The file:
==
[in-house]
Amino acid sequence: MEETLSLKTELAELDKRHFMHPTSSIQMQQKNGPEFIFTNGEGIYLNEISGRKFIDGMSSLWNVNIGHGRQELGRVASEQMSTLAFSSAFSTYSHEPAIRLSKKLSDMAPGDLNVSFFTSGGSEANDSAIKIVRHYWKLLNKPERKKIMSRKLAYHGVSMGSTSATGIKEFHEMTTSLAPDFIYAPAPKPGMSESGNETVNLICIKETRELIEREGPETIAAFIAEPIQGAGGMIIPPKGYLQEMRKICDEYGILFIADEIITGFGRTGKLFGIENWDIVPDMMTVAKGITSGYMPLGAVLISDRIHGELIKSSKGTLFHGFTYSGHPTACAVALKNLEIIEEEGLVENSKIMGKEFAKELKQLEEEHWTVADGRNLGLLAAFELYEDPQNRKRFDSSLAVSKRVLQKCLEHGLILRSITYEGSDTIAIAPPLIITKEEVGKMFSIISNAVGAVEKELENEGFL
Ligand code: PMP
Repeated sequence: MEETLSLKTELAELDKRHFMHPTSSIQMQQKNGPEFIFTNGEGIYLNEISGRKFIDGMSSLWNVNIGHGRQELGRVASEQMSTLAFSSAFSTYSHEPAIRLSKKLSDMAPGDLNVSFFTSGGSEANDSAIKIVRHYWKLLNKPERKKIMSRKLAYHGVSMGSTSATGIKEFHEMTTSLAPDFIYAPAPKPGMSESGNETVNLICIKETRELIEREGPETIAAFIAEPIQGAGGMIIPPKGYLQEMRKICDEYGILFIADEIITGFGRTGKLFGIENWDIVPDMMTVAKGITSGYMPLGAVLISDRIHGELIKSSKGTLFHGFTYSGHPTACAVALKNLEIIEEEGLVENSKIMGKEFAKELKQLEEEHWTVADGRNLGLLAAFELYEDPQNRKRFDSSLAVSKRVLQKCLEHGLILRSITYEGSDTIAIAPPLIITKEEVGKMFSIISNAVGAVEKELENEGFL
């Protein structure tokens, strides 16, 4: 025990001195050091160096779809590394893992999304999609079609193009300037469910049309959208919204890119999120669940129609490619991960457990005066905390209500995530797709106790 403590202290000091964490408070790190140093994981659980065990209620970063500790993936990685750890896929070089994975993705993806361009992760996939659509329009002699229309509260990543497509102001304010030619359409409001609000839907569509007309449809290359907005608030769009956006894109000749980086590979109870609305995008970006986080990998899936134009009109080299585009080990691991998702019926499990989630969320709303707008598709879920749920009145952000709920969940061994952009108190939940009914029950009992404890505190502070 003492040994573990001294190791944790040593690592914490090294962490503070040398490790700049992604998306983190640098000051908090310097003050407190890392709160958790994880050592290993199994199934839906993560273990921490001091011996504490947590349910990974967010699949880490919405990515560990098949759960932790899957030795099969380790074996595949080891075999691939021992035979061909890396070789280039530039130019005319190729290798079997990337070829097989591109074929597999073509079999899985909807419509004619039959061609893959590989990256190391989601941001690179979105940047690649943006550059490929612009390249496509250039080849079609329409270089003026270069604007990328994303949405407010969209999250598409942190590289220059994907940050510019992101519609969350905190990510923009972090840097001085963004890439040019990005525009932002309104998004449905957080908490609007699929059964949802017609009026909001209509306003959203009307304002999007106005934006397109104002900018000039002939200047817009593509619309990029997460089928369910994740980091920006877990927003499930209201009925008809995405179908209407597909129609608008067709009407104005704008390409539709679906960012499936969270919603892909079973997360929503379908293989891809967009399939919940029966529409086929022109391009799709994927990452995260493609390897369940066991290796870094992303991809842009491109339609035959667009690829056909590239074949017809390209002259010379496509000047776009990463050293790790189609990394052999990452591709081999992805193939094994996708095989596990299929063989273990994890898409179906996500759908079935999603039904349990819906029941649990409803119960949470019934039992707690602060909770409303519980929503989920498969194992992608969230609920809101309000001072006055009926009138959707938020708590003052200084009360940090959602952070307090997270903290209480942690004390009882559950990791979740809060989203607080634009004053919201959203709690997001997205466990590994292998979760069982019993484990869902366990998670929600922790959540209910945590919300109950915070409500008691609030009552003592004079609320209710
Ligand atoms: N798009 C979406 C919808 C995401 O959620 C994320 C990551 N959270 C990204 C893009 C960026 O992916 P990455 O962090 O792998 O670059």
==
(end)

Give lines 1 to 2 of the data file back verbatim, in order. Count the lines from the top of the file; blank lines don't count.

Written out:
[in-house]
Amino acid sequence: MEETLSLKTELAELDKRHFMHPTSSIQMQQKNGPEFIFTNGEGIYLNEISGRKFIDGMSSLWNVNIGHGRQELGRVASEQMSTLAFSSAFSTYSHEPAIRLSKKLSDMAPGDLNVSFFTSGGSEANDSAIKIVRHYWKLLNKPERKKIMSRKLAYHGVSMGSTSATGIKEFHEMTTSLAPDFIYAPAPKPGMSESGNETVNLICIKETRELIEREGPETIAAFIAEPIQGAGGMIIPPKGYLQEMRKICDEYGILFIADEIITGFGRTGKLFGIENWDIVPDMMTVAKGITSGYMPLGAVLISDRIHGELIKSSKGTLFHGFTYSGHPTACAVALKNLEIIEEEGLVENSKIMGKEFAKELKQLEEEHWTVADGRNLGLLAAFELYEDPQNRKRFDSSLAVSKRVLQKCLEHGLILRSITYEGSDTIAIAPPLIITKEEVGKMFSIISNAVGAVEKELENEGFL